58. The future is purchased by the present.
  59. The greatest part of a writer's time is spent in reading in order to write. A man will turn over half a library to make a book.
  60. The happiest part of a man's life is what he passes lying awake in bed in the morning.
  61. The natural flights of the human mind are not from pleasure to pleasure, but from hope to hope.
  62. The return of my birthday, if I remember it, fills me with thoughts which it seems to be the general care of humanity to escape.
  63. The true art of memory is the art of attention.
  64. The true measure of a man is how he treats someone who can do him absolutely no good.
  65. The use of travelling is to regulate imagination by reality, and instead of thinking how things may be, to see them as they are.
  66. The world is seldom what it seems to man, who dimly sees, realities appear as dreams, and dreams realities.
  67. There are few things that we so unwillingly give up, even in advanced age, as the supposition that we still have the power of ingratiating ourselves with the fair sex.
  68. There are few ways in which a man can be more innocently employed than in getting money.
  69. There are goods so opposed that we cannot seize both, but, by too much prudence, may pass between them at too great a distance to reach either.
  70. There is no private house in which people can enjoy themselves so well as at a capital tavern... No, Sir there is nothing which has yet been contrived by man by which so much happiness is produced as by a good tavern or inn.
  71. There is nothing which has yet been contrived by man, by which so much happiness is produced as by a good tavern.
  72. There is nothing, Sir, too little for so little a creature as man. It is by studying little things that we attain the great art of having as little misery and as much happiness as possible.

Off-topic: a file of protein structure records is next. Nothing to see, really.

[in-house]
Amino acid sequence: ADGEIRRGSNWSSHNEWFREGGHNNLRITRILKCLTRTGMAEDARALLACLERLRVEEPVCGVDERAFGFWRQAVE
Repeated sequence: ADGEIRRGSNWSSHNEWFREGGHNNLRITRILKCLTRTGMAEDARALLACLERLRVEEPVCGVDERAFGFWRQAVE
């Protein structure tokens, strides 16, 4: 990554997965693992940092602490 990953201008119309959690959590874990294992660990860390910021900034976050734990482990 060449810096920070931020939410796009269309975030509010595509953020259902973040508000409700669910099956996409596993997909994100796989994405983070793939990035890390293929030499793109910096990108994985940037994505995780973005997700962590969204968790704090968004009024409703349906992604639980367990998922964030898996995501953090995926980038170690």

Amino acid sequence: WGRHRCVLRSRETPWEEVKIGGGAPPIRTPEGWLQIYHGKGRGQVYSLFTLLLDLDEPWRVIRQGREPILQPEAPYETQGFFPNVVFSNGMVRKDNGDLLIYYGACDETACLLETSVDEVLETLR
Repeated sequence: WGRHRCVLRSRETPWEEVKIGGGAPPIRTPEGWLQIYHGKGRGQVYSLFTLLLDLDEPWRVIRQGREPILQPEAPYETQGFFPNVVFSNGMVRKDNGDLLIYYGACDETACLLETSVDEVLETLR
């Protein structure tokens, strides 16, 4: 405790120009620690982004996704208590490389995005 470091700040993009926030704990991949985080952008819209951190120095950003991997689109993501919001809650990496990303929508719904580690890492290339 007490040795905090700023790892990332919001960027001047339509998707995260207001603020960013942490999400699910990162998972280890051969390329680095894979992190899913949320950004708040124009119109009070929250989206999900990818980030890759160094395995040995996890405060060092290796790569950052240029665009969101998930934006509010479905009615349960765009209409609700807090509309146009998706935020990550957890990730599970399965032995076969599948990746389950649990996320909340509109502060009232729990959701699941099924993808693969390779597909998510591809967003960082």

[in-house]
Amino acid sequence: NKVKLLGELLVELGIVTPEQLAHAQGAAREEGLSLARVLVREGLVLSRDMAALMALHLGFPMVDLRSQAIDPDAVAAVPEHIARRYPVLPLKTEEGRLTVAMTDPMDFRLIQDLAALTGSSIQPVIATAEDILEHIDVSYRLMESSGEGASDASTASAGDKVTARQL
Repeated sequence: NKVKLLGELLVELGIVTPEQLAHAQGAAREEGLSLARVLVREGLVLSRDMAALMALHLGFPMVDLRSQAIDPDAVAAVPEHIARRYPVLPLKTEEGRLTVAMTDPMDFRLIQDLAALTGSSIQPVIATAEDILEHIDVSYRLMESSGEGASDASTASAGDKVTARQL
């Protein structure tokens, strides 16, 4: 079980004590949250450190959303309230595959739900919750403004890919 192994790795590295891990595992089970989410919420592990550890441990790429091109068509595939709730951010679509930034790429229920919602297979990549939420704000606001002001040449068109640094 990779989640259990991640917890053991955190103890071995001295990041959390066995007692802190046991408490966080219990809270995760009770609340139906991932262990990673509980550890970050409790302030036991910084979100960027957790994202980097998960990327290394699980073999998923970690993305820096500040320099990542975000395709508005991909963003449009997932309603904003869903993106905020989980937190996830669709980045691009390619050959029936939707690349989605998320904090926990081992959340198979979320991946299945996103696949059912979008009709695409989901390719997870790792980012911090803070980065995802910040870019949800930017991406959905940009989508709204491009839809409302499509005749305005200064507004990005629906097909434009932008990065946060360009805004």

73. To be happy at home is the ultimate result of all ambition, the end to which every enterprise and labor tends, and of which every desire prompts the prosecution.
  74. To keep your secret is wisdom but to expect others to keep it is folly.
  75. To love one that is great, is almost to be great one's self.
  76. Treating your adversary with respect is striking soft in battle.
  77. We are long before we are convinced that happiness is never to be found, and each believes it possessed by others, to keep alive the hope of obtaining it for himself.
  78. Were it not for imagination a man would be as happy in arms of a chambermaid as of a duchess.
  79. What we hope ever to do with ease, we must learn first to do with diligence.
  80. You cannot spend money in luxury without doing good to the poor. Nay, you do more good to them by spending it in luxury, than by giving it for by spending it in luxury, you make them exert industry, whereas by giving it, you keep them idle.
  81. You can't be in politics unless you can walk in a room and know in a minute who's for you and who's against you.
  82. Your manuscript is both good and original but the part that is good is not original, and the part that is original is not good.